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Infectious Diseases in Obstetrics and Gynecology
Volume 2011 (2011), Article ID 261453, 8 pages
Research Article

Modern Contraceptive and Dual Method Use among HIV-Infected Women in Lusaka, Zambia

1University of Alabama School of Medicine, 1530 Third Avenue South, CRWH-379, Birmingham, AL 35294, USA
2Centre for Infectious Disease Research in Zambia, P.O. Box 34681, Lusaka 10101, Zambia
3Zambian Ministry of Health, Ndeke House, Lusaka 10101, Zambia

Received 15 April 2011; Revised 14 June 2011; Accepted 6 July 2011

Academic Editor: Maura K. Whiteman

Copyright © 2011 Carla J. Chibwesha et al. This is an open access article distributed under the Creative Commons Attribution License, which permits unrestricted use, distribution, and reproduction in any medium, provided the original work is properly cited.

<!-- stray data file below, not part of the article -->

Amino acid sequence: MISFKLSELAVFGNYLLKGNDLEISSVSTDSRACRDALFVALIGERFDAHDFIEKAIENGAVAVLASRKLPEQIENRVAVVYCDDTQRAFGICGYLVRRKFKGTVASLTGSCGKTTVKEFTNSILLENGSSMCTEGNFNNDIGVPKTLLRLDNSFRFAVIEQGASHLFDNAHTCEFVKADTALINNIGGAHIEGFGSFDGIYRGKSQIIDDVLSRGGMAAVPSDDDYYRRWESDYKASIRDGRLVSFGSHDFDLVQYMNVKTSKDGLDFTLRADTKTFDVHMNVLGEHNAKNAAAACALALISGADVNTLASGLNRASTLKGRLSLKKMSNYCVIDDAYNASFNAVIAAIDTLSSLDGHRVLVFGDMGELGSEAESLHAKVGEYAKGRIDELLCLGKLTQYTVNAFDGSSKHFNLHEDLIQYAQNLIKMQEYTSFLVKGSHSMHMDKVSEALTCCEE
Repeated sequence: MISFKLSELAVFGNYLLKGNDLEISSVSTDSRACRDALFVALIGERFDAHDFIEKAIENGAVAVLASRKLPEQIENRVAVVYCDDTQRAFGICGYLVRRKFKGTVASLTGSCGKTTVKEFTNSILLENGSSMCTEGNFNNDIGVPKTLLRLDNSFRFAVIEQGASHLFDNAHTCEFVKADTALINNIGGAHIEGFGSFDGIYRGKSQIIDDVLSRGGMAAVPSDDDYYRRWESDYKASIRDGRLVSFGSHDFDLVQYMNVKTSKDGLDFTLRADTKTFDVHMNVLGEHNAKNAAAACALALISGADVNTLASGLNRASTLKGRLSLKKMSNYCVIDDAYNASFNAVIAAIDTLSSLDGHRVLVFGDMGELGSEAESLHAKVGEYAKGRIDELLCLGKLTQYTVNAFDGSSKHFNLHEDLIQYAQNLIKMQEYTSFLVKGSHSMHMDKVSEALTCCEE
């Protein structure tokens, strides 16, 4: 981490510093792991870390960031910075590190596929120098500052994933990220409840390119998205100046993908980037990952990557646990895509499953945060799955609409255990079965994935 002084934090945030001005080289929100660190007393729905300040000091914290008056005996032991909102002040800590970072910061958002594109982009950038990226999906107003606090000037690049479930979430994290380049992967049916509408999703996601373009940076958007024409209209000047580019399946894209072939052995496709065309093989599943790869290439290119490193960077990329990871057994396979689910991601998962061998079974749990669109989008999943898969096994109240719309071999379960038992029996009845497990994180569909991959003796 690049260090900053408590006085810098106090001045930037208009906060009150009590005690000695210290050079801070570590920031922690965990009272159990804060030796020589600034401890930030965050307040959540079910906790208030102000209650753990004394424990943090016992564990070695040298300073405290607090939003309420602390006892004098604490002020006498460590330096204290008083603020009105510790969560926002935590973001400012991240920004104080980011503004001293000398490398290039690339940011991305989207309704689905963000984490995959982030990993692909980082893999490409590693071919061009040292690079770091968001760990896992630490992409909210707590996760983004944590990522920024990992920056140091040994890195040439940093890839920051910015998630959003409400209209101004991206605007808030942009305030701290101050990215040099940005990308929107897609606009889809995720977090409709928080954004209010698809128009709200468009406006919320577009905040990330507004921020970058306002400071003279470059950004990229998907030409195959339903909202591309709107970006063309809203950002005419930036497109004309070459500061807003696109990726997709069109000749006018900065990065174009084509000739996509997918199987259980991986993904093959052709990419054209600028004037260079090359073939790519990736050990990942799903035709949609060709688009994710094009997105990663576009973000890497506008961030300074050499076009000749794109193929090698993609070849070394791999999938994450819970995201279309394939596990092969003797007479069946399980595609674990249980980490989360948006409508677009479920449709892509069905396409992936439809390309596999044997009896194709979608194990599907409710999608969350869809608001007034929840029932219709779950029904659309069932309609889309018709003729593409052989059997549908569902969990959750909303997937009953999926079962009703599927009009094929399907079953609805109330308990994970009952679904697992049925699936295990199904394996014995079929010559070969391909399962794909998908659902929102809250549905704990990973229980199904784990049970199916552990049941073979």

HIV-infected women in sub-Saharan Africa are at substantial risk of unintended pregnancy and sexually transmitted infections (STIs). Linkages between HIV and reproductive health services are advocated. We describe implementation of a reproductive health counseling intervention in 16 HIV clinics in Lusaka, Zambia. Between November 2009 and November 2010, 18,407 women on antiretroviral treatment (ART) were counseled. The median age was 34.6 years (interquartile range (IQR): 29.9–39.7), and 60.1% of women were married. The median CD4+ cell count was 394 cells/uL (IQR: 256–558). Of the women counseled, 10,904 (59.2%) reported current modern contraceptive use. Among contraceptive users, only 17.7% reported dual method use. After counseling, 737 of 7,503 women not previously using modern contraception desired family planning referrals, and 61.6% of these women successfully accessed services within 90 days. Unmet contraceptive need remains high among HIV-infected women. Additional efforts are needed to promote reproductive health, particularly dual method use.